ILS & re/insurer capital can close Asia Pacific protection gap: Guy Carpenter

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The depth of the capital markets, the structural innovation of insurance-linked securities (ILS), alongside traditional capacity from insurance and reinsurance markets, should all be combined to help efforts to close the protection gap in Asia Pacific, according to Michael Schwarz of Guy Carpenter.

Mind the Gap sign (Source: Autoprotect)Schwarz is Head of Public Sector, Asia Pacific at reinsurance broker Guy Carpenter and he discussed the issues of low catastrophe insurance penetration in the rapidly growing economies of Asia Pacific around the 15th Singapore International Reinsurance Conference this week.

Schwarz noted that the protection gap poses a critical barrier to regional economic stability, given the tendency for losses to fall to governments and the public sector.

At the same time, it is key for both insurers’ and reinsurers’ relevance that they are seen to be addressing these gaps in coverage, as it is evidence of the societal benefits that risk capital can bring.

It’s also an opportunity for the industry to demonstrate how advanced analytics alongside traditional and alternative reinsurance capital are can stimulate greater uptake of insurance on the ground and protection to corporates and government entities.

Schwarz said that the re/insurance industry as a whole needs to provide a catalyst to stimulate greater uptake of insurance.

He highlighted the use of public-private risk transfer partnerships as one way to address the protection gap, but importantly noted that “one size does not fit all” and understanding the client is essential to success for these schemes.

“Our industry should be a critical contributor to increasing community resilience against volatility and shocks to their environments caused by catastrophic events and disruptions brought to economic development,” explained Schwarz. “Given the pace of growth across the Asia Pacific region, the (re)insurance industry should become more dynamic to keep up with urbanization and growth rates.”

He highlighted where the assistance is urgently needed to narrow protection gaps, while measures are needed at the sovereign level as well to ensure losses do not just hurt taxpayers and erode GDP.

Explaining that, “Property damage and business interruption losses to corporates are only part of the wider picture – the protection gap needs to be tackled on various levels. In addition to losses to residential homeowners and rural communities, the impacts of catastrophic events are manifold, ranging from destroyed infrastructure and damaged physical state assets, to costs related to immediate disaster response and relief measures.

“Moreover, in many instances the bill for taxpayers will be further increased as governments tend to provide financial assistance to affected population groups.”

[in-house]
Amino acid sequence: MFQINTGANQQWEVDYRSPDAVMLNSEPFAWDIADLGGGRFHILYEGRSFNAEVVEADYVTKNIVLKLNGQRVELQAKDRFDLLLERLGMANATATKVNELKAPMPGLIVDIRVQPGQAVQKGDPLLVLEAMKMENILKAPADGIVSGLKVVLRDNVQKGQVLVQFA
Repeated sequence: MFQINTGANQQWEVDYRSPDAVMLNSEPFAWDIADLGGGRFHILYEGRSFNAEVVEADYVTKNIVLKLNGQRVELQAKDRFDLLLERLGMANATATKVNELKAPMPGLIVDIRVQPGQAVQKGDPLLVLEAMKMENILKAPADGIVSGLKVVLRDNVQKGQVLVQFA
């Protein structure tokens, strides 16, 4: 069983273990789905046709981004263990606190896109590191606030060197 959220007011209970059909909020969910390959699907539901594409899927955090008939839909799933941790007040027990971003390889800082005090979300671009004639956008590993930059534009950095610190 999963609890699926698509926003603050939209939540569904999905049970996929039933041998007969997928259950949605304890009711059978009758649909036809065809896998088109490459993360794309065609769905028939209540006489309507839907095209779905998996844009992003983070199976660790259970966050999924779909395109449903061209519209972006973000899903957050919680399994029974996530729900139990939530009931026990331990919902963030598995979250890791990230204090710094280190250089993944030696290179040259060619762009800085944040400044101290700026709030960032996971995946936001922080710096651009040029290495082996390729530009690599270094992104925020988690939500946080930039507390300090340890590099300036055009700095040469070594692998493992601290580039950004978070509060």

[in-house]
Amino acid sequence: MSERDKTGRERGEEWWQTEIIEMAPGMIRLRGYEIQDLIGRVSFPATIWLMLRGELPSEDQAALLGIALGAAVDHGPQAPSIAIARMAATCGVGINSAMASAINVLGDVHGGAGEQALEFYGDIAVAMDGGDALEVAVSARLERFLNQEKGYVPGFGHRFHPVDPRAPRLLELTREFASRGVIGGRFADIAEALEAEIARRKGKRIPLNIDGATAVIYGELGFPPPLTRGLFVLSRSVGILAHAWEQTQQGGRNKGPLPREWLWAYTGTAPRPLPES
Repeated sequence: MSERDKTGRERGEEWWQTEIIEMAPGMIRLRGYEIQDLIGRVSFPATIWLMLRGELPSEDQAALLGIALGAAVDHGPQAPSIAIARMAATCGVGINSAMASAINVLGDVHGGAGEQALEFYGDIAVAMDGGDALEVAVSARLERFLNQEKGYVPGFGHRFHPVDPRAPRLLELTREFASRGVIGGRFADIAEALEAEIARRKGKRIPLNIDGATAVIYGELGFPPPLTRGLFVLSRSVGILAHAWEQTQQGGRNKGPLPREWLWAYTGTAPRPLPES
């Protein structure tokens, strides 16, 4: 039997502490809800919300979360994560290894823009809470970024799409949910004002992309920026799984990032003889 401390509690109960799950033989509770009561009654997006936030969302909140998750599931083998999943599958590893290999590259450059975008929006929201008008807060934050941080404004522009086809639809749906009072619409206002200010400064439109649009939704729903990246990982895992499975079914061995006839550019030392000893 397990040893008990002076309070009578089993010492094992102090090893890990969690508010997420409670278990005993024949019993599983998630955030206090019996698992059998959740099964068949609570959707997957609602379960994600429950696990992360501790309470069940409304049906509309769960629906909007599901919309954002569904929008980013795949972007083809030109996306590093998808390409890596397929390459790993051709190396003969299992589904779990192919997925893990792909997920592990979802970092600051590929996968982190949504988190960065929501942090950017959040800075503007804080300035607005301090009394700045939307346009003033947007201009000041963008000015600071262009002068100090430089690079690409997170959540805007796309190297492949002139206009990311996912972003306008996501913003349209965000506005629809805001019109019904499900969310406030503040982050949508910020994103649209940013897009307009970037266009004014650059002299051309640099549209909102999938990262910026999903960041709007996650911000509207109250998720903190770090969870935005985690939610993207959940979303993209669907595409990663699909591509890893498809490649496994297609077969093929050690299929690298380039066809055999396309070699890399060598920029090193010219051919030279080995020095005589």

It’s not just that these protection gaps suggest a lack of financial protection against disaster at all levels within Asia Pacific countries, but also that their very existence is undermining the value proposition of the insurance industry as a whole.

Schwarz explained, “The industry jeopardizes its relevance if it does not make progress on the issues of insurance penetration and narrowing the public sector risk financing gap. The industry in the Asia Pacific region must understand buyer needs and recognize the barriers that have to be overcome in positioning risk transfer solutions.”

Here a holistic effort across all insurance, risk and capital sources is required to make the greatest progress in closing protection gaps, with the use of insurance-linked securities (ILS) alongside traditional insurance and reinsurance capital likely to have the greatest effect.

“Insurance-linked securities (ILS) coupled with (re)insurer capacity can provide abundant risk capital to benefit communities,” the broker explained.

“Some governments in the region, for instance the Philippines or in the Pacific Islands have already started to transfer natural catastrophe risk to the (re)insurance and capital markets,” Schwarz noted.

The protection gap is both an opportunity for the market and a failing of its traditional product offerings, but now progress is being made with new products, public-private risk sharing and the use of the alternative capital markets as an efficiency source of capacity to help narrow these gaps.

It is only through the application of all of the advancements that insurance, reinsurance and risk management have made in recent years, and will make in those to come, that meaningful steps can be taken to close the gap. The capital markets and ILS will play a central role as this issue continues to increase in priority across Asia Pacific and beyond.

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